The aim of the UUK Taskforce is to dismantle “lad culture”. The fact that, as they acknowledge “there is no evidence to show that sexual harassment or homophobia is a direct result of ‘lad culture’”, does not bother them. When you have ideology, and above all funding, you don’t need figures and facts.

So while there  are altogether 281,000 fewer males at university * and this receives absolutely no funding,  if you want to tackle sexual misconduct, set up consent workshops or install a Sexual Assault Adviser, courtesy of the Higher Education Funding Council for England, there are very “generous” funds.

The commitments and actions that the UUK require from universities are significant. A zero-tolerance approach to sexual harassment reminiscent of that used by Mayor Guiliani. And a Bystander Intervention Initiative, which would be the envy of Chairman Mao.

There is no softly softly about this behaviour change programme. The same individuals who produced “Changing the Culture” worked with a law firm to draft guidance for how to deal with students that do not conform.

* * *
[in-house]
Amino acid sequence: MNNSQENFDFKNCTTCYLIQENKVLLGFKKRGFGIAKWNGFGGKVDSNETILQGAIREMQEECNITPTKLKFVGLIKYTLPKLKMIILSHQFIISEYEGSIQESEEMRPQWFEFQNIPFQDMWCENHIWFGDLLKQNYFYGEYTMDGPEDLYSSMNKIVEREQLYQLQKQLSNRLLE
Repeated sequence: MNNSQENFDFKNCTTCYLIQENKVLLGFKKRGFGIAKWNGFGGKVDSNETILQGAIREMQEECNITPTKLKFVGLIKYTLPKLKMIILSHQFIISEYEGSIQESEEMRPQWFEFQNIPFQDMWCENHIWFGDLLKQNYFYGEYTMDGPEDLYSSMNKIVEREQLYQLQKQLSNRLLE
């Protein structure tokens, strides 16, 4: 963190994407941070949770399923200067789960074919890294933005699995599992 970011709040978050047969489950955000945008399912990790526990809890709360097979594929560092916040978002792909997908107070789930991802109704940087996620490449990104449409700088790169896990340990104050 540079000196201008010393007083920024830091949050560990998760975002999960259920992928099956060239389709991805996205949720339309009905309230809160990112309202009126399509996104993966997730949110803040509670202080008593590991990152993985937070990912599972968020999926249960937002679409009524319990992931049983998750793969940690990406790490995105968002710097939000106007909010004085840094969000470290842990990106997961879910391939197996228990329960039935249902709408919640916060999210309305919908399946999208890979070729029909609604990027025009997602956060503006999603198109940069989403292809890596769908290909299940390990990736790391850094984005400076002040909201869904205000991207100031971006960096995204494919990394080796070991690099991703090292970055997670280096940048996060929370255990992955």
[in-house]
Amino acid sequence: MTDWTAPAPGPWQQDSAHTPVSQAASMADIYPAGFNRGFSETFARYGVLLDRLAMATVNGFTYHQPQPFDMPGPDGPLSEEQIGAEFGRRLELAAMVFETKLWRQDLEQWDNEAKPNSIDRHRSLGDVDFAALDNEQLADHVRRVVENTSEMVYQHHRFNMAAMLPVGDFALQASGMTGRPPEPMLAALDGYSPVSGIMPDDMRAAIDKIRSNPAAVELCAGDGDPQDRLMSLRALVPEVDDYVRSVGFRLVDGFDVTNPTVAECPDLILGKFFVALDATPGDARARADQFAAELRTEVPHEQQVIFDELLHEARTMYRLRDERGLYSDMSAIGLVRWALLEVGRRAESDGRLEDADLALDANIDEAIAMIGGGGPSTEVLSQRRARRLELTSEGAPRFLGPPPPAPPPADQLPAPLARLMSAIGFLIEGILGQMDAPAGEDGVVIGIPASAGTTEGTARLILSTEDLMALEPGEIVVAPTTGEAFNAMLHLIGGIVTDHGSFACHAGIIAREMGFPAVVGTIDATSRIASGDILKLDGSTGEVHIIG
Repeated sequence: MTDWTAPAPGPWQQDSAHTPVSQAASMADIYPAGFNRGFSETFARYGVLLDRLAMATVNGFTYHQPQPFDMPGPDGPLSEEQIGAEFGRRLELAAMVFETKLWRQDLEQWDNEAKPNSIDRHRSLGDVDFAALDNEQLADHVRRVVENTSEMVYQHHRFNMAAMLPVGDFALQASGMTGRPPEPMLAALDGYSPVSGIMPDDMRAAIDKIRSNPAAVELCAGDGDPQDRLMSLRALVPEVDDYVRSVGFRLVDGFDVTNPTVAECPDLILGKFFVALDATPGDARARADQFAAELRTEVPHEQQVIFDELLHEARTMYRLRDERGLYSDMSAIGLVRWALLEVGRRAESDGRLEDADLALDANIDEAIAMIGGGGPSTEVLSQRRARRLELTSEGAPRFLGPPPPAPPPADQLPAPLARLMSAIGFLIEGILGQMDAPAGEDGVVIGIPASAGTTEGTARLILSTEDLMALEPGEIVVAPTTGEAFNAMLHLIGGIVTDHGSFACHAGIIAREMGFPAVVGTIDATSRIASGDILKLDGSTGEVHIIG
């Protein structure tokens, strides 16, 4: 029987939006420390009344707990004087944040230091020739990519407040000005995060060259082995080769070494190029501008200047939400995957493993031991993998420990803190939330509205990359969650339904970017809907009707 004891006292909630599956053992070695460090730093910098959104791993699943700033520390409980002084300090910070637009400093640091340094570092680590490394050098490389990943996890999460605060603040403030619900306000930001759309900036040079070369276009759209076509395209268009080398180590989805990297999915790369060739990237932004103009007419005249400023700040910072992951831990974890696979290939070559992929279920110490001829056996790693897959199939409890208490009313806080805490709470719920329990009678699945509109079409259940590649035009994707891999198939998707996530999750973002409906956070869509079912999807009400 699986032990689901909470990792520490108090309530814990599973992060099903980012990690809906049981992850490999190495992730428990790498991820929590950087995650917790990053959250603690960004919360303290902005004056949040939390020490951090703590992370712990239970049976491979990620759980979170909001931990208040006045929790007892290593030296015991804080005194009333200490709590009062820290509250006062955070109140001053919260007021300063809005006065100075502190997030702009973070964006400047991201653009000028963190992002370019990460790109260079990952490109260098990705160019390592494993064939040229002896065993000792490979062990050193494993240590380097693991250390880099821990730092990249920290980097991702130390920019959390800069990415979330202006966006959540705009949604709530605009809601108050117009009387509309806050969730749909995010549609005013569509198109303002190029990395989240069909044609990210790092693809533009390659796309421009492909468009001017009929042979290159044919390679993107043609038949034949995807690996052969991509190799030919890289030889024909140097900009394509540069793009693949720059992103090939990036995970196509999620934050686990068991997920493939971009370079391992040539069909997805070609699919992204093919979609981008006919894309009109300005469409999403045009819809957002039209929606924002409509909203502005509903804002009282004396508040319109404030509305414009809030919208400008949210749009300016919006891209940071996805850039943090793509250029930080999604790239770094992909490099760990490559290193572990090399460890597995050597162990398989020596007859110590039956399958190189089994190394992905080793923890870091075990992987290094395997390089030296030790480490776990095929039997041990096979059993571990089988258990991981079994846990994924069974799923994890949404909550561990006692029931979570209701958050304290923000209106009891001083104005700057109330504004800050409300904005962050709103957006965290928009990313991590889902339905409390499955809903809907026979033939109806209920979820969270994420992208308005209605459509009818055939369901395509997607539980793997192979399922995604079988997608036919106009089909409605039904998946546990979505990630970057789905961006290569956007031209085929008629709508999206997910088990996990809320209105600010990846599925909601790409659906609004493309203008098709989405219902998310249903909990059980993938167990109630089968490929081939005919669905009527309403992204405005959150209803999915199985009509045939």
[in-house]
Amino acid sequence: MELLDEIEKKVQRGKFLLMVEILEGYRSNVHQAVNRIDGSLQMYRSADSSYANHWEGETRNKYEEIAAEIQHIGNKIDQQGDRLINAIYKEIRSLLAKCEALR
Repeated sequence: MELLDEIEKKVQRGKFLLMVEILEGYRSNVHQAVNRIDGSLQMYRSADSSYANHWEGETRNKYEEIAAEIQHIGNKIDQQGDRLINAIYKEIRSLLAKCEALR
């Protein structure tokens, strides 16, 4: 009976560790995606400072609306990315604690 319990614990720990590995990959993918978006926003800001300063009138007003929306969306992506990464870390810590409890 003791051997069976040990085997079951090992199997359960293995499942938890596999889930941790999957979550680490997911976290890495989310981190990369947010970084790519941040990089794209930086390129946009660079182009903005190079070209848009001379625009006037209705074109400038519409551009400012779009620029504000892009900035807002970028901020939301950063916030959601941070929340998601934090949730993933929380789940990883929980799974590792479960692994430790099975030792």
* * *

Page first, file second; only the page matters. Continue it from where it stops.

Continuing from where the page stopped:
This ‘guidance’ enables universities to impose “precautionary measures” (such as suspending the accused student from his/her studies or excluding the accused student from sports facilities or a placement) simply on the basis of an allegation of misconduct. And serious sanctions if an allegation is proved. They give as an example:

“…the act of forcefully kissing another on the lips is likely to be regarded as a serious disciplinary offence, whereas the act of lightly kissing another on the back of a hand is likely to be regarded as a less serious disciplinary offence..”

However, the real purpose of the Guidance appears to be to give universities the power to impose sanctions where they should normally only be imposed by a court.

This was specifically prohibited in 1994 by Zellick’s Report  which stated that:

“At the other end of the spectrum are offences of such seriousness that substantive internal action prior to police investigation is out of the question”